The Vikings, I forgot about the Vikings, always the with Vikings. I've only just read Long Dark Teatime of the soul as well.
Just in case you are interested.
I've suddenly realised...I'm far too old to be playing here.
The reason that there were never Lego in the sizes necessary to do anything useful with was because the Danish really suck at practicality. They latch onto an idea and just run with it. They aren't very good at the whole social/intellectual growth thing.
Witness the Vikings. I mean they had it made and could have conquered the world but they just couldn't get past straight rape and pillage: hence their downfall. Lego will suffer the same fate. By refusing to make bigger blocks they will lose their market dominance when the cinder block makers catch on and start selling tiny cinder blocks with interlocking parts.
I think Lego's point may have been their dimensions and tolerances.
There's actually quite a bit of maths invloved in working out an effiencient size for a Lego brick, and the manufacturing tolerances are extremely small. The so-called 'Mega-Bricks' (why is is always American companies that make fake products? They were also the ones who pirated Lord Of The Rings, too - look it up) try to dimensionally copy Lego's product, and I think this is what has Lego pissed off.
Of course you can't tradmark a rectangular prism - but if you couldn't trademark SPECIFIC geometric shapes we'd all be driving around in Mercedes-badged cars, wouldn't we? I am sure that the coursts beleive that you can only trademark symbols, without realising that the specific 3D shape and proportions of a Lego brick ARE a symbol.
On a side-note, my wife was quite shocked at my reaction when she tried to add her child-hood "lego" (mega-bloks) to my extensive collection of the real stuff - I was lucky that none of my Lego was despoiled and cursed by touching the heathen mega-blerks. Mucking 'ferkin knock-off shite...
...the shape(s) should be covered by a patent, not a trademark?
But they ain't the Danish variety.
I always found the 'genuine' lego to be too hard and stiff.
"What would you like to make today?"
Rego would have to be made out of meramine with red based paint and be chewable!
The icon, watch out for the rittle yerrow ones.
Lego has been the best I've ever seen. No other companies bricks have been near the quality and stability of Lego.
And I'm with AdrianEsdaile... When I find non-Lego in any Lego, I swiftly chuck it into another container (sometimes the big round one).
If for some reason I wind up with a wife and kids, the kids will be Lego kids too.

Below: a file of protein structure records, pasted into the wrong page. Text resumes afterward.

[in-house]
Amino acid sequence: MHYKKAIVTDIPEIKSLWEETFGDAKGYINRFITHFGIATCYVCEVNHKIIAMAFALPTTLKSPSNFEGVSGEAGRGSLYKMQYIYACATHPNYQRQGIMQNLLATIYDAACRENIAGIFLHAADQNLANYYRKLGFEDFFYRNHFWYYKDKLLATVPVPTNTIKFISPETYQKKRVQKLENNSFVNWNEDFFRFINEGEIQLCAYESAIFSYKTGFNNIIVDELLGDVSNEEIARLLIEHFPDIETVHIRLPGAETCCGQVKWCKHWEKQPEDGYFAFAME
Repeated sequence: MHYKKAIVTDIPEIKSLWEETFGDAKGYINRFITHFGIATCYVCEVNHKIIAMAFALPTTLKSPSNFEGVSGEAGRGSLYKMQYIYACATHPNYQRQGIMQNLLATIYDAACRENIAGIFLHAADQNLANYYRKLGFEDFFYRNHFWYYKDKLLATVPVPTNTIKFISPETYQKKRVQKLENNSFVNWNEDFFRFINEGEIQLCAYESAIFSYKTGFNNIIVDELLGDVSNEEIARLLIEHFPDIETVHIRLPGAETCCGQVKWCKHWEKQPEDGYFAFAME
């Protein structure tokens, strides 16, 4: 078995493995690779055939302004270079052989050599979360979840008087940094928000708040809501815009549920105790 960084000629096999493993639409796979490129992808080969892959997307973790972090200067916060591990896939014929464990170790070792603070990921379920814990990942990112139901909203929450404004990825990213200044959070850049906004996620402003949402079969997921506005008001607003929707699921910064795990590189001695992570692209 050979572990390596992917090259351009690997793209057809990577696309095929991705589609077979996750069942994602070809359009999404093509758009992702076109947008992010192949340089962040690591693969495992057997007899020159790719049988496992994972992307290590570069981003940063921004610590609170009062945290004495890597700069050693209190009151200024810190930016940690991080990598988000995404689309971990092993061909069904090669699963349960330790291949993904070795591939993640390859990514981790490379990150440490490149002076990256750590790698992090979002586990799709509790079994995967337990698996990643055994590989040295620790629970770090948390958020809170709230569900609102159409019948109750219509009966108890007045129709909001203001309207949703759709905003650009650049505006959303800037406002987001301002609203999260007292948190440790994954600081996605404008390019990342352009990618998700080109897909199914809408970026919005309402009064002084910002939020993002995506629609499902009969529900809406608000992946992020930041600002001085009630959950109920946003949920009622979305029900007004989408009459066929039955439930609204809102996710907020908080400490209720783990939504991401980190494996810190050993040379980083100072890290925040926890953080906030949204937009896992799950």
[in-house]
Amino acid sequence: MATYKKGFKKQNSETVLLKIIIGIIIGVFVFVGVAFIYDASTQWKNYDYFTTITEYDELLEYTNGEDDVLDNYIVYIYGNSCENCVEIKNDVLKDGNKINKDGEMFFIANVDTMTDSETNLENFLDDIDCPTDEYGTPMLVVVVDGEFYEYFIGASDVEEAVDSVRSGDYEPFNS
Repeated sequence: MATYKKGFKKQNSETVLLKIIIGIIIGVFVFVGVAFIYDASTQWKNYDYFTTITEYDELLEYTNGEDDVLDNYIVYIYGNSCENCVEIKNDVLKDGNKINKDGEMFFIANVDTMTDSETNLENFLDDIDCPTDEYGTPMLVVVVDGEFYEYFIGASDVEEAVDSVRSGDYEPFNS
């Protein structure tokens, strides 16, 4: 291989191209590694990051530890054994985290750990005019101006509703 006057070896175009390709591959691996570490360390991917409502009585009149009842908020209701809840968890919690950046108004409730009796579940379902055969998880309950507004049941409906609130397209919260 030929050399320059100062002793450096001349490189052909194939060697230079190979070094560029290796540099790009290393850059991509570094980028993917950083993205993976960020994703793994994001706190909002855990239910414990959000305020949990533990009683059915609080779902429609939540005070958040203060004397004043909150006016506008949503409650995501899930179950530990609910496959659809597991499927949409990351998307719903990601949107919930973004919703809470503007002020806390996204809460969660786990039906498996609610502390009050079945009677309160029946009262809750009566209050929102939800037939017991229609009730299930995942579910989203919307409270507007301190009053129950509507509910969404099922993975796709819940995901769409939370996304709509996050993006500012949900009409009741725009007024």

One of my friends was telling me that he'd got his kids some Mega Blox because they're still to young to tell the difference and you get a sheadload for 1p. He assures me they are shite.
I remember a friend of the family who worked in a shop having a whole load of massive lego bricks, they were to duplo as duplo is to normal lego. You just need one size up and it's proper house building time.
It's been 50 years since the basic lego brick (4x2) shape dimensions, tolerances, etc was patented (and probably long expired...)
Still remember the days I got 853 in 78 and 7740 in 82.
As an AFOL, now having an excuse of buying Lego for my kid, all I can say after a 20 year pause is that nowadays quality (color, even tolerances - the precise brick tolerance was lego trademark for 50 years!) is sadly much worse than it just to be (when all bricks were made in Denmark) but Legos are also relatively cheaper.
It's sad though that they are cheaper over the pond even when Lego closed their US factory...
Also the packaging of large expensive sets (like Technic) is now just a plain box + bags. You can not store legos in them longterm! I still have my 853, 855, 774, 928,... stored in original boxes! Lego should differentiate products - plain box for cheaper sets, old days Technic style boxes for large, expensive, collectible sets.
Lego, get a grip and go for quality - & continuity. The cost reductions affecting quality you are doing will not bail you out long term.
And less "war" crap like Bionicle, etc. Heck, all minifigs just to smile, nowdays 3/4 have angry expressions. Even some Duplo figs. When going through a Lego brochure, there's more than half violent themes I don't want to show my kid - as if there's not enough violence in real life & chinese toys.
No more violence in Lego please!
there is Duplo, and legos will fit on top of Duplo.
Ps Duplos hurt like hell. Has a few scars from being hit with them.
I agree with Roni Leben: Lego should concentrate on quality. Their toys aren't what they used to be (a grumpy old man I am! (almost 30!)), at least not the "feeling" associated with the toys. And they're so bloddy expensive. I'm glad I'm not a kid anymore. :-)
They word in the street is that (some of) their patents have run out. Good riddance; they've had their monopoly, now they're forced to compete on quality.
(And I'm a Dane btw. And the beer is called "Elephant Beer" literally. Interesting taste maybe, but only for the faint hearted; just 7.2% Vol)